- George GallowayBritish member of parliament.
A Canadian judge has upheld the Canadian government’s decision last month to ban the outspoken British lawmaker George Galloway from entering the country for a speaking tour. Canadian officials say they banned Galloway on national security grounds, saying he provided financial support to Hamas, the Palestinian political party which was elected in January 2006 and controls the Gaza Strip. [includes rush transcript]
AMY GOODMAN: A Canadian judge has upheld the Canadian government’s decision last month to ban the outspoken British lawmaker George Galloway from entering the country for a speaking tour. The Respect Party leader led a humanitarian aid convoy of over a hundred vehicles to Gaza earlier last month. Dubbed “Viva Palestina,” the convoy brought in clothes, food, toys and medicine.
Canadian officials say they banned Galloway on national security grounds, saying he provided financial support to Hamas, the Palestinian political party which was elected in January 2006 and controls the Gaza Strip. Canada, like the United States, the European Union and Israel, consider Hamas a terrorist organization. Canadian Immigration Minister Jason Kenney has said those who support, promote and help terrorist organizations should not visit Canada.
George Galloway addressed his Canadian supporters and detractors through video link from New York on Monday night. He joins us here in the firehouse studio in New York.
Welcome to Democracy Now!
GEORGE GALLOWAY: Thanks very much.
AMY GOODMAN: So, you’re not allowed into Canada.
GEORGE GALLOWAY: No, but I’m touring the United States to big audiences, north, south, east and west. I’m sitting in the British parliament, as I have done for the last twenty-two years. It’s a bit odd to be branded a security risk in Canada, which I’ve toured many times, spoken at meetings in all the major cities there.
AMY GOODMAN: It sounds like, though, you’re actually reaching more Canadians than you would have if you had gone into Canada. So, what are you doing?
GEORGE GALLOWAY: Well, the book that’s banned is always a bestseller, and the speeches that have been banned are now taking place through the internet, through the ether. And a thousand people turned up at church in Toronto on Monday night to hear me speak, and 500 last night in Mississauga. I’m speaking to Montreal tonight, all from New York. And to —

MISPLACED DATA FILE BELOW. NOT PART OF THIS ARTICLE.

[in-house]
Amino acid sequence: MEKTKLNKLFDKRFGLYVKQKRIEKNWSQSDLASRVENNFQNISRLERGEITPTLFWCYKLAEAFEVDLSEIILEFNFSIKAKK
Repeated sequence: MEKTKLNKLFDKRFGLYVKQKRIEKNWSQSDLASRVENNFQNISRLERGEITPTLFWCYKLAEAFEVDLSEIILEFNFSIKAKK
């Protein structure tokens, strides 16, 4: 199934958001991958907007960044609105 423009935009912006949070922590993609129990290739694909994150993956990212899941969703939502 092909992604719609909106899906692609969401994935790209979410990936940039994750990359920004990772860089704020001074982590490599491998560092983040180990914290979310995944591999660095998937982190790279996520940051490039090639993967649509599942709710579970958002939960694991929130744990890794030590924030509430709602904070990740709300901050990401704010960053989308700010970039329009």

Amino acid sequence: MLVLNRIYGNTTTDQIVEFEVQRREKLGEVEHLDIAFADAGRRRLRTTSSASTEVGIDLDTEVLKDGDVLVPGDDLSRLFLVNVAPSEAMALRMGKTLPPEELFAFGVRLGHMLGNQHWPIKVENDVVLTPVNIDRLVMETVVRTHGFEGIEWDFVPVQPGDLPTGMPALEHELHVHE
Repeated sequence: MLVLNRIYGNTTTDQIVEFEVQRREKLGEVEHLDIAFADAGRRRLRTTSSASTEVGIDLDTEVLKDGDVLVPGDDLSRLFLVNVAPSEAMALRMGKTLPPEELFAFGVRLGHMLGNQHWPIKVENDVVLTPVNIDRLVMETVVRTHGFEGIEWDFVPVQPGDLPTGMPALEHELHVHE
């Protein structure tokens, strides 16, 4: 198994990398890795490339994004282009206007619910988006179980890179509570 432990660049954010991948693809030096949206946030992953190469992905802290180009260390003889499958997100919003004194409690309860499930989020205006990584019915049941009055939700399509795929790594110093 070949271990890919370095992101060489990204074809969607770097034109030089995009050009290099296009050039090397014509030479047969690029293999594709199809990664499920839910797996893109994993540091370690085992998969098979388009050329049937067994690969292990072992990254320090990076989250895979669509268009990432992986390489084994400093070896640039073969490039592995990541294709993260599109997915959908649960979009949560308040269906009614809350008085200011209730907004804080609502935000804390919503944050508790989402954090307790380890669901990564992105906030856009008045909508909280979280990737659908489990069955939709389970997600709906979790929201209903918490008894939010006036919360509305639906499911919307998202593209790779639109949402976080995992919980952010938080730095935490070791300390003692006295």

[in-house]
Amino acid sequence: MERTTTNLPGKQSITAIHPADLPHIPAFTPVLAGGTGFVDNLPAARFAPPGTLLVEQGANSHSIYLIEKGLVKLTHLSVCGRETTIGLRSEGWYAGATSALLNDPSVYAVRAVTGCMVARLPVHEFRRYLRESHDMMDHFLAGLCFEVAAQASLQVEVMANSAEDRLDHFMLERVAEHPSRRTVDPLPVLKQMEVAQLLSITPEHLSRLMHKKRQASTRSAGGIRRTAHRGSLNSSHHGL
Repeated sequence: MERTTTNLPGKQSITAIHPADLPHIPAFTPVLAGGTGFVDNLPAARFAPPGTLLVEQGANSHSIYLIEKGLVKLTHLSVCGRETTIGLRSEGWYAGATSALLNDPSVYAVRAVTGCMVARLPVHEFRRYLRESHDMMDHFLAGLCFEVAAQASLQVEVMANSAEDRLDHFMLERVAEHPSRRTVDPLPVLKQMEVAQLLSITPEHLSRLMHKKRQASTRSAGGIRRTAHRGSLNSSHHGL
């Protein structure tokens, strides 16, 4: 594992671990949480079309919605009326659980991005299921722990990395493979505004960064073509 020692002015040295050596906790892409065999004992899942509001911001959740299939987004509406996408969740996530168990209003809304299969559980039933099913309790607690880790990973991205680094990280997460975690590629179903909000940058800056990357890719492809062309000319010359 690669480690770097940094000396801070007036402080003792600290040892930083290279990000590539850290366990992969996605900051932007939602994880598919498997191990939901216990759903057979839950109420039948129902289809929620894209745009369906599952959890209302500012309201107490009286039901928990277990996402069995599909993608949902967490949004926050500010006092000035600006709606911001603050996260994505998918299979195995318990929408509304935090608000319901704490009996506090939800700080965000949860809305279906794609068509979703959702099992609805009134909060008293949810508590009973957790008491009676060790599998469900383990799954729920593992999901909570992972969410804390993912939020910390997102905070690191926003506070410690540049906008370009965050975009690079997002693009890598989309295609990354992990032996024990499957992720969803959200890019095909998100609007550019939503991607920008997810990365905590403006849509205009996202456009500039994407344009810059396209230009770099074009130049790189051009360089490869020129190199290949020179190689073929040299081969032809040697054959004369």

AMY GOODMAN: By video link?
GEORGE GALLOWAY: Yes. And it’s good quality, I think, and the sound is good, and people are buying tickets and asking questions. It’s not as good as being there in person. But it just shows that it was a foolish move politically, as well as quite a dangerous one. It’s a creeping problem, I think, in Canada, that their government is the last bastion of dead-end Bushism in not only North America, maybe in the world.
AMY GOODMAN: Why did you go to Gaza?
GEORGE GALLOWAY: Because after twenty-two days, the Palestinian people there were in a desperate situation. We took twenty-four ambulances, a fire engine, trucks full of wheelchairs and medicine and children’s clothes and blankets for the 61,000 Palestinian families whose homes have been destroyed. And, of course, when we got there, we have to give them to the authorities there.
As it happens, I’m not a supporter of Hamas. I never have been. But I am a supporter of democracy. And if the Palestinian people elect a government, we have to respect that.
AMY GOODMAN: Explain why they’re saying you provide material aid to a terrorist organization.
GEORGE GALLOWAY: Well, is material aid ambulances and medicine and wheelchairs and nappies for children and biscuits for hungry people and tents for homeless people and blankets for them to huddle up in the wintertime under? If that’s terrorism, then terrorism no longer has any meaning as a word.
AMY GOODMAN: You almost didn’t get into Gaza. You were stopped. Our reporter, producer Anjali Kamat was there in Gaza. They got through, CODEPINK, the delegation. You ultimately did, but you were stopped at the border.
GEORGE GALLOWAY: Yes, because we were a convoy of 350 British people, 110 British vehicles. And, of course, the Israelis put tremendous pressure on the Egyptian government as to what can go through the gate at Rafah and what must go through the Israeli-controlled gates.
That’s why we’re in the bizarre situation. You can take aspirin to the Palestinians through the Egyptian gate, but you can’t take food. So you can’t feed them, but you can give them an aspirin for the headache that they’ll get as a result of being hungry. This is crazy.
This siege has to end. Gaza is like an earthquake has hit it, the difference being, if it had been an earthquake, all the governments of the world would be airlifting the means of life to the victims of that earthquake and beginning to reconstruct it. And that simply isn’t happening.
AMY GOODMAN: You were criticized, George Galloway, by some Egyptian activists and groups for coordinating with the Egyptian government in order to secure your entry for the convoy into Gaza. This is Egyptian blogger and activist Hossam el-Hamalawy.